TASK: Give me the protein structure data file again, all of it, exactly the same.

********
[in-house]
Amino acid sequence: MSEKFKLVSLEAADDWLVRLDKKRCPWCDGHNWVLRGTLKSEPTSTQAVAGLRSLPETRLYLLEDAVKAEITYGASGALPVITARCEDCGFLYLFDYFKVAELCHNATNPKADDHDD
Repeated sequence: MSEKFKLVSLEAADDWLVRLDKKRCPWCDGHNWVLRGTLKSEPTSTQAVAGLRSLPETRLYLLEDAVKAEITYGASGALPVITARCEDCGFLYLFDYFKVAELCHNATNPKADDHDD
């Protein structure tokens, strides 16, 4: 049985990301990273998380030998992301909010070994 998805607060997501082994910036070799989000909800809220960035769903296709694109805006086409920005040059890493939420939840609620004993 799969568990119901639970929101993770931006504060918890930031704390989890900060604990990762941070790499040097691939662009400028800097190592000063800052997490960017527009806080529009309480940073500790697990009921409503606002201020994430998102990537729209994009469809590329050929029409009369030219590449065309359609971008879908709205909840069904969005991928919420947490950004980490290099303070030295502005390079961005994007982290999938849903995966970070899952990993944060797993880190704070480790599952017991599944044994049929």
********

[in-house]
Amino acid sequence: MSEKFKLVSLEAADDWLVRLDKKRCPWCDGHNWVLRGTLKSEPTSTQAVAGLRSLPETRLYLLEDAVKAEITYGASGALPVITARCEDCGFLYLFDYFKVAELCHNATNPKADDHDD
Repeated sequence: MSEKFKLVSLEAADDWLVRLDKKRCPWCDGHNWVLRGTLKSEPTSTQAVAGLRSLPETRLYLLEDAVKAEITYGASGALPVITARCEDCGFLYLFDYFKVAELCHNATNPKADDHDD
């Protein structure tokens, strides 16, 4: 049985990301990273998380030998992301909010070994 998805607060997501082994910036070799989000909800809220960035769903296709694109805006086409920005040059890493939420939840609620004993 799969568990119901639970929101993770931006504060918890930031704390989890900060604990990762941070790499040097691939662009400028800097190592000063800052997490960017527009806080529009309480940073500790697990009921409503606002201020994430998102990537729209994009469809590329050929029409009369030219590449065309359609971008879908709205909840069904969005991928919420947490950004980490290099303070030295502005390079961005994007982290999938849903995966970070899952990993944060797993880190704070480790599952017991599944044994049929």